Strength Lessons from Wonderland

by Katie Ledger on October 5, 2007 · 4 comments

in Uncategorized

Bernard Haldane is the pioneer of positive psychology. He started to articulate his methods of optimization of behaviour in the 50’s and was still writing in the 90’s.

I love this mythical conversation between the Mad Hatter and Alice in Wonderland as an illustration of the problem most of us have in evaluating our strengths.

Mad Hatter: We only go around in circles here in Wonderland but we always end up where we started. Would you mind explaining yourself?

Alice: Well grown ups tell us to find out what we did wrong and never do it again.

Mad Hatter: That’s odd! It seems to me that in order to find out about something, you have to study it. And, when you study it, you should become better at it. Why should you want to become better at something and then never do it again? But please continue…

Alice: Nobody ever tells us to study the right things we do. We’re only supposed to learn from the wrong things. But we are permitted to study the right things OTHER people do. And , sometimes, we are even told to copy them.

Mad Hatter: That’s cheating !

Alice: You’re quite right Mr Hatter. I do live in a topsy turvy world. It seems as if I have to do something wrong first in order to learn from that what not to do. And then, by not doing what I’m not supposed to do, perhaps I’ll be right. But I’d rather be right the first time, wouldn’t you?

Bernard goes on to say,

“Many individuals would rather not know what is strong about them, the strengths that point to growth and reveal potential. A greater degree of responsibility is required to take hold of success rather than to stay in the safe area of complacency and complaint”. 

I couldn’t agree more and will return to the theme of studying things we do right and things we are motivated to do.This combination is the key to finding out what you want to do and will ultimately find enjoyable.

Bernard’s Career Satisfaction and Success – a guide to job and personal freedom – first written in 1974 – is still one of the best books on the subject. Its brilliant !

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{ 4 comments… read them below or add one }

1 Bruce Lynn October 6, 2007 at 10:30 am

Katie’s (and Talent Network colleague Mike Pegg’s) focus on strengths derived from passions (which she highlights here) came to mind reading the recent Sunday Times article on ‘The Science of Music’ (http://entertainment.timesonline.co.uk/tol/arts_and_entertainment/music/article2350325.ece). The article reports the quite substantiated proposition that most anyone can achieve virtuoso musical talent with about 10,000 hours of practice. People respond, ‘What about *naturals* like Mozart?’ to which theorists respond that given his musical family and what we know about his upbringing, Mozart started playing at 2 years old and probably did achieve 10,000 hours by the tiime he was 8 when he started to achieve notoriety. The morale according to the article, ‘effortless genius appears to be a myth.’ In short, anyone can be a virtuoso if they can find something they love enough to invest 10,000 hours into.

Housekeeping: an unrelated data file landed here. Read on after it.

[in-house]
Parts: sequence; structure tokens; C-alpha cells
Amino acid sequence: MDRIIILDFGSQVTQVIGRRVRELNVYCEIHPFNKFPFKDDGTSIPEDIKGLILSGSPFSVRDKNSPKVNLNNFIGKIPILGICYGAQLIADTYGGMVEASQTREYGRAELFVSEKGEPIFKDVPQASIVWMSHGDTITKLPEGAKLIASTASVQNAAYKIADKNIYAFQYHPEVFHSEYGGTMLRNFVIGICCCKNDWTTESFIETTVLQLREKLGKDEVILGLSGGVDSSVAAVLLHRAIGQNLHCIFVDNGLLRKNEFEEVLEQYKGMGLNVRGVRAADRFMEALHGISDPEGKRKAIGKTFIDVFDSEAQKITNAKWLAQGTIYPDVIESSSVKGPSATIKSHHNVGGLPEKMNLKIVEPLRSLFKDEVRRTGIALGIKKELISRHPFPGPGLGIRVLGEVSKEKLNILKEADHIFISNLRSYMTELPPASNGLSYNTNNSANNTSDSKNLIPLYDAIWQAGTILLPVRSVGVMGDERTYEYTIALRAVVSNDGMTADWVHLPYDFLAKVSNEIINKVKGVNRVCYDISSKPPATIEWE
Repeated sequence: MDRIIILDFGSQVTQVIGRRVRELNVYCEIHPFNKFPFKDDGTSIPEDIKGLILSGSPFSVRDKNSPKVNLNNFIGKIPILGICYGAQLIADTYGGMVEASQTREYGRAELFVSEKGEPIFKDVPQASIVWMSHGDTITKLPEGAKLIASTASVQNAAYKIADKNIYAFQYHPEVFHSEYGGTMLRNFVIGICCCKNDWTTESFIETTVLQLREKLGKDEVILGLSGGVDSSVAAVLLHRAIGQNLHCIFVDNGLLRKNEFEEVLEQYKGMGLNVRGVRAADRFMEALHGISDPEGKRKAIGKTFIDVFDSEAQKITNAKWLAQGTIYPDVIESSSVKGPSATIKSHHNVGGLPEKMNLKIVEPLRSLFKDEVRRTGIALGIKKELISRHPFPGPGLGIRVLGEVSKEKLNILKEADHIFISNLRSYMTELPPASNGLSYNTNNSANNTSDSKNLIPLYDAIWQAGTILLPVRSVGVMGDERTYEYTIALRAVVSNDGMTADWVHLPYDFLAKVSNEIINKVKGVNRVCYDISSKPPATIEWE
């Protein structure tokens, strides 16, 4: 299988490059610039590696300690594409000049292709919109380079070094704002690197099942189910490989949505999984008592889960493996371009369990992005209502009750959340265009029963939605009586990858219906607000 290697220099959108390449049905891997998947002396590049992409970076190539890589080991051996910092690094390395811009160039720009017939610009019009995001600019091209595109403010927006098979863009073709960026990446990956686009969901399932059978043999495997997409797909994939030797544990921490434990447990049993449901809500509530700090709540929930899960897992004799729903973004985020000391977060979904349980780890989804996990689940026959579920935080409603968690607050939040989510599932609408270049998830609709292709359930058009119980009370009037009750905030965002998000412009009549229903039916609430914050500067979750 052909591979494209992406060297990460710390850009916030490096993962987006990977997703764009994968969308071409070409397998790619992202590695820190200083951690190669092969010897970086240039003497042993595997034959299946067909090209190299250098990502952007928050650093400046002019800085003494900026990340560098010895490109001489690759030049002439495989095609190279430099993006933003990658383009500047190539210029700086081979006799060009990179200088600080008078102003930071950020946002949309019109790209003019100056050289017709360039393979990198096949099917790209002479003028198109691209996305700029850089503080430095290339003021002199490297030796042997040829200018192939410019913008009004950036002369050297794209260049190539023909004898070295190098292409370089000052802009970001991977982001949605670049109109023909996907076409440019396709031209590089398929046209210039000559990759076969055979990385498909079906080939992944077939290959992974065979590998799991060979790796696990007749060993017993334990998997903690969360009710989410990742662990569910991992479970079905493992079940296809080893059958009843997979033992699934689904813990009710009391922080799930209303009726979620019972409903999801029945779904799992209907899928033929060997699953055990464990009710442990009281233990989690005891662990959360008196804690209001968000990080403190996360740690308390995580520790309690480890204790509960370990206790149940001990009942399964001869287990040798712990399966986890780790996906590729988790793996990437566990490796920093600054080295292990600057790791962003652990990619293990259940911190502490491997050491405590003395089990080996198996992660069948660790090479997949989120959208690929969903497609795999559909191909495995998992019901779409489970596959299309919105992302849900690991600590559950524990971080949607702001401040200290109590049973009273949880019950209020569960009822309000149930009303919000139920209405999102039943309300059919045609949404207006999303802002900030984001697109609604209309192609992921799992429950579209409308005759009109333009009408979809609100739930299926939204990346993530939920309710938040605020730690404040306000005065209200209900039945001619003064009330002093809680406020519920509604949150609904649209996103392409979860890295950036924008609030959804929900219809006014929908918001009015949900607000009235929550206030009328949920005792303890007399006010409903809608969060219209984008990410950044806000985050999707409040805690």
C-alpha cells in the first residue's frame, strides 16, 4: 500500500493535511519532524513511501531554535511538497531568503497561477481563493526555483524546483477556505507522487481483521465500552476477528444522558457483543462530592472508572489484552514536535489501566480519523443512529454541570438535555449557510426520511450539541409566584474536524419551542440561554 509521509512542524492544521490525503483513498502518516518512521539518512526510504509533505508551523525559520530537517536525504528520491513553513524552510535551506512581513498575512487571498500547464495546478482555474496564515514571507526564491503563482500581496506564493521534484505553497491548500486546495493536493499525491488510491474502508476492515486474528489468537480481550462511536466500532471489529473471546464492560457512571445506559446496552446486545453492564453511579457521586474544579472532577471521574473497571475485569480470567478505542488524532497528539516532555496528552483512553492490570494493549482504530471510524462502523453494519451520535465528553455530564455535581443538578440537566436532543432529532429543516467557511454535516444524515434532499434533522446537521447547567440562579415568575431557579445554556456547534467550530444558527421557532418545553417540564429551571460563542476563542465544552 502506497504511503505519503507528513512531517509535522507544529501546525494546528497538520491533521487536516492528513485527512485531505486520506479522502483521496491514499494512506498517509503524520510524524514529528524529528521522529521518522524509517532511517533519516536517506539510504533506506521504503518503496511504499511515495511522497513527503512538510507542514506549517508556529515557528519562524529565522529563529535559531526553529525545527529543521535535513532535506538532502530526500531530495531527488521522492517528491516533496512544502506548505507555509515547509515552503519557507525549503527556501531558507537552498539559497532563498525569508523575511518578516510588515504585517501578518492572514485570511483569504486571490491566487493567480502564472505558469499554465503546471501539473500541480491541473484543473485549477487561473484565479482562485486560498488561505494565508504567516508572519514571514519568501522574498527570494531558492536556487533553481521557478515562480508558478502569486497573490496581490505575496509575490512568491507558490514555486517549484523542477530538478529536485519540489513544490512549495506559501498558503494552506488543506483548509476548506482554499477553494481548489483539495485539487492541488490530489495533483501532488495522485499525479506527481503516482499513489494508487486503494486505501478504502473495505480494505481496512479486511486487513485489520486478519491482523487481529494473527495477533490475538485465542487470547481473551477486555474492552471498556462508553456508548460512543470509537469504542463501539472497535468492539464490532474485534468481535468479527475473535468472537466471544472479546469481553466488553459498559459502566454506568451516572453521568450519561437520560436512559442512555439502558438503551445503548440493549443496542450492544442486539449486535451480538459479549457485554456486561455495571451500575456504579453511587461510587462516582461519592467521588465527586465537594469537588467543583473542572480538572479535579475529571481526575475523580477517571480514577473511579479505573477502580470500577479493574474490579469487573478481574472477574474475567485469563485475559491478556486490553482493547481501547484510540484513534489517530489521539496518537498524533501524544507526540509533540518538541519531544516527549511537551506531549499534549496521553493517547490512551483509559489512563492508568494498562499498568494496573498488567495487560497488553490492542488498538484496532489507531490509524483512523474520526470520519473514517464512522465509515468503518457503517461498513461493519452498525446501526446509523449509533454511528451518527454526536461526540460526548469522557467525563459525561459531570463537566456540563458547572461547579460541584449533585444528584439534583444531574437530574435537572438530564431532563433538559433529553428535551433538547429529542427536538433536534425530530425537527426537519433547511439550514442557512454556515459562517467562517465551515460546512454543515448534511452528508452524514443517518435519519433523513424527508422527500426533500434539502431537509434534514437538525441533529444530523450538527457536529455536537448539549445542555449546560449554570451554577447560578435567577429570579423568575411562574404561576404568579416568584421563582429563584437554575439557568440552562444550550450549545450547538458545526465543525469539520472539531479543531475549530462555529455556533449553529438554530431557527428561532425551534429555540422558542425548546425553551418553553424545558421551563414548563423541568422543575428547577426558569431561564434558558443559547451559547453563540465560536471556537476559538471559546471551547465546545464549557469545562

2 Katie Ledger October 7, 2007 at 11:25 am

Hi Bruce,
I was at a talk by Malcolm Gladwell “Tipping Point” last week and he said exactly the same thing.Its all about finding what you love to do and doing it again and again – focussing on what you do RIGHT as opposed to what you do wrong. Just have to do more of the stuff you do right and you will learn to refine it as you go along. The trick as Mr Pegg says, is then to get someone to pay you for it ! Katie 🙂

3 strasno July 18, 2008 at 12:41 pm

I love this… I’ve never really watched Alice in Wonderland, but I like what she and the other fella have to say about our strengths and learning from mistakes. I don’t think it’s cheating to learn from others though. It has saved me a lot of trouble in my life!

4 strasno July 18, 2008 at 12:42 pm

p.s. the conversation in Carroll’s story is far less involved and philosophical. I find that interesting too.

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